If you are converting from an old wired system or it's preconstruction or you have access to wire from your siren location back to the control panel, a less expensive option is to use Altronix RBSNTTL. It's an ultra sensitive relay and the LYNX Touch panel has an ultra sensitive trigger output that works great with this relay. You'll save a little bit of money by going this route but you do need to make your wire connection all the way from your siren back to your control panel.
These two items, the 5800RL or the RBSNTTL, these are going to be the relays. This is what the panel is going to tell to kick on which will activate the siren. Now because both of these units need power, you're also going to need an auxiliary power supply. An auxiliary power supply is a circuit board that takes AC power from a transformer plugged into the wall, converts it to DC power, which will power the siren and the relay module. We have here a Honeywell AD12612. This is a six or 12 volt power supply with 1.2 amp output. The sirens that you're going to be hooking up are going to draw down from this unit so you want to make sure that you're not exceeding the output that this device requires or drives rather. Whenever you're deciding which sirens to use, you have to make sure you understand the current draw of the siren and make sure that you're not going to exceed the output of your power supply. If you need a higher-powered power supply, the Altronix SMP3 is a 2.5 amp power supply so about double the power of this little unit.
We're going to show this one so, again, AC power from a wall. Because of that, you also need a transformer. This transformer is the Honeywell 1361 and this is the transformer that you should use with this power supply. This is a 16.5 VAC 40 VA transformer. This gets plugged into the wall, gets connected to the AC terminals on the power supply so that this is feeding power to the power supply which, in turn, feeds power to the relay modules and the siren. This has a charging circuit coming off of it for a backup battery. We suggest the UltraTech 1240. This is a 12 volt, four and a half amp hour battery so that, if you lose power to your outlet, the siren setup will still work because your system always has a battery backup. We always recommend that when you're doing this External Sounder setup, that you use the backup battery. So we have our backup battery.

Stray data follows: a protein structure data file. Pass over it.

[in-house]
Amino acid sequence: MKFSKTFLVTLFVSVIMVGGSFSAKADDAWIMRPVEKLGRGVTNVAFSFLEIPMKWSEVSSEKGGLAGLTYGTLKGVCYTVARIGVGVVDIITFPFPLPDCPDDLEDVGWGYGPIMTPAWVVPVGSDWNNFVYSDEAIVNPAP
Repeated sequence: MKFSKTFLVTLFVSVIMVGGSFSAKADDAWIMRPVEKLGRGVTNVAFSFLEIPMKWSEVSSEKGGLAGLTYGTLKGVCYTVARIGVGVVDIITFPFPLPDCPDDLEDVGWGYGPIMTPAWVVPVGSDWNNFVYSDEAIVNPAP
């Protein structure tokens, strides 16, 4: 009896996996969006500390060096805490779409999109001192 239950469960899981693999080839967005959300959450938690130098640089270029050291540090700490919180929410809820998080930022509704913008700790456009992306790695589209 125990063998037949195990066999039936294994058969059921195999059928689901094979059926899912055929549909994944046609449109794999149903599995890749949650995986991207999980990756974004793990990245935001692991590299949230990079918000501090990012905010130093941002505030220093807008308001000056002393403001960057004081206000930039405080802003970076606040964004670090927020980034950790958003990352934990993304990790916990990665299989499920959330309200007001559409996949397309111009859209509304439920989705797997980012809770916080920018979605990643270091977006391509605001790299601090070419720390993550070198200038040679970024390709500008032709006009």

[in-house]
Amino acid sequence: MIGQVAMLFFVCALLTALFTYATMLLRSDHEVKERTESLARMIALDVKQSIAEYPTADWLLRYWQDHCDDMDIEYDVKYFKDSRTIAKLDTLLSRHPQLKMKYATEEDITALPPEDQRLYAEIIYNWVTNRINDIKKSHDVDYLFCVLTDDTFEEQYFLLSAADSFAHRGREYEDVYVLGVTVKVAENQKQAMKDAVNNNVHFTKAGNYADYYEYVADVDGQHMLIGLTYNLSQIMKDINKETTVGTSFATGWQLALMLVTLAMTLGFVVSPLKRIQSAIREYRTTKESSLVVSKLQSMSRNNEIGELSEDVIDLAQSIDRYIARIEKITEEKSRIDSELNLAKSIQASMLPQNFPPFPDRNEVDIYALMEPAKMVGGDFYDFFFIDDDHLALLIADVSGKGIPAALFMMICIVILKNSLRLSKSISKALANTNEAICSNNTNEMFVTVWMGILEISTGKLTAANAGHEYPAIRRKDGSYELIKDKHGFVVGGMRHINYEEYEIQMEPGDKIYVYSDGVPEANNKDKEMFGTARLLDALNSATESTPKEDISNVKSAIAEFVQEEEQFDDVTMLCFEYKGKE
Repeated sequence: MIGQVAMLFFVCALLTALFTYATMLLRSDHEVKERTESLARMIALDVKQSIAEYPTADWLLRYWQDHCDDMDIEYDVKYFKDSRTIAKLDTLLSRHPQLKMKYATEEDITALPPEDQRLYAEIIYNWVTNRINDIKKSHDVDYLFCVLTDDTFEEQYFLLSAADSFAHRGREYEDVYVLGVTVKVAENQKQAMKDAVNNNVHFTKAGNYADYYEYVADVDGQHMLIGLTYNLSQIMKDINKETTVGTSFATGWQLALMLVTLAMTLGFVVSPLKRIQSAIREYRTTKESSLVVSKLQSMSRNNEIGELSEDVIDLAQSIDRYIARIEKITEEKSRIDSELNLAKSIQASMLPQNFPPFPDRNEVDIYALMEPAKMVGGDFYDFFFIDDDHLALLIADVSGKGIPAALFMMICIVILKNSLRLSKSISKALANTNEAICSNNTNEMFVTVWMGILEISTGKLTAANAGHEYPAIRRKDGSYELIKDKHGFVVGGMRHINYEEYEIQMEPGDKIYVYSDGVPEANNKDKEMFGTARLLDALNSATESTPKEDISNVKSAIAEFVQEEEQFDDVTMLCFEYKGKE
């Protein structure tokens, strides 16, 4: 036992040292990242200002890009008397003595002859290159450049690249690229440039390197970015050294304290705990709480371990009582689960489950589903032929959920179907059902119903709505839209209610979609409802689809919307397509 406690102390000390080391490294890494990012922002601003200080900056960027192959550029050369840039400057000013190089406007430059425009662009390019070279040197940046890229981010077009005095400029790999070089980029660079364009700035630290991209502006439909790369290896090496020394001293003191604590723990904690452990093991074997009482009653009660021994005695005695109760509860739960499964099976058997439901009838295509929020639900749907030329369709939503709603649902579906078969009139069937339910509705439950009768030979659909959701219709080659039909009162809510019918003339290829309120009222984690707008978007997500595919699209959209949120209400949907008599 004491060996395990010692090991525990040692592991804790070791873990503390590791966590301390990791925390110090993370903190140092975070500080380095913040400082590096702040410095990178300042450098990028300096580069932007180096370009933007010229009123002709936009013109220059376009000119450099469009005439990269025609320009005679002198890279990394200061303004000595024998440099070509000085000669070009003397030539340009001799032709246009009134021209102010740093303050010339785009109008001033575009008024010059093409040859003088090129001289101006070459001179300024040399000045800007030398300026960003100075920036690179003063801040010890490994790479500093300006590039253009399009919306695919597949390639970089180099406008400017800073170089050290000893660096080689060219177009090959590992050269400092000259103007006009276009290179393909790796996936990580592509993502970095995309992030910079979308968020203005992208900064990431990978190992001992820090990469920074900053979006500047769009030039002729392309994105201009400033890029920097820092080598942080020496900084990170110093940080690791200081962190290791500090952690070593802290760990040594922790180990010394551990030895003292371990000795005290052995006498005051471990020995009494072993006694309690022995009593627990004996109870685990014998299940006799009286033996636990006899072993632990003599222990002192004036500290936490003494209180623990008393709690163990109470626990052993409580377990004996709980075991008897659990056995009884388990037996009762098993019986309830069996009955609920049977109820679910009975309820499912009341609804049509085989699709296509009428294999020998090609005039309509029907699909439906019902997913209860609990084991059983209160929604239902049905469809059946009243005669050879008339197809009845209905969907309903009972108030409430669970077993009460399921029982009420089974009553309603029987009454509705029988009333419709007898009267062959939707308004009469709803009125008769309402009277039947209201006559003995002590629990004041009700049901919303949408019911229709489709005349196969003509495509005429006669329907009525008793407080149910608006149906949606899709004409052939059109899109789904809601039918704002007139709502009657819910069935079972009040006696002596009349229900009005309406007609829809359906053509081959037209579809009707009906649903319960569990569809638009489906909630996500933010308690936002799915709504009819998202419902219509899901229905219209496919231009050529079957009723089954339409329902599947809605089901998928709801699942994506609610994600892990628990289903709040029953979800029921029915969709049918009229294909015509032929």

Finally, we have this nice little can here which allows you to mount your battery, your power supply and your relay in this nice little can so that you have a nice little enclosure, keep everything neat. You'd have your wiring coming out the side going to your transformer and going to your siren which is going to be mounted separately. This allows you to mount it to the wall, keep everything nice and neat. So we have our can.
We have a part number on our website is the LYNX, L-Y-N-X dash E-X-T and what that includes is this can, the wireless relay module, the 1.2 amp power supply, AD12612, the 1361 Transformer and the battery. We give you everything you would need to add a wired siren wirelessly back to your LYNX Touch. You can also build your own separate kit if you wanted to do the hardwired relay.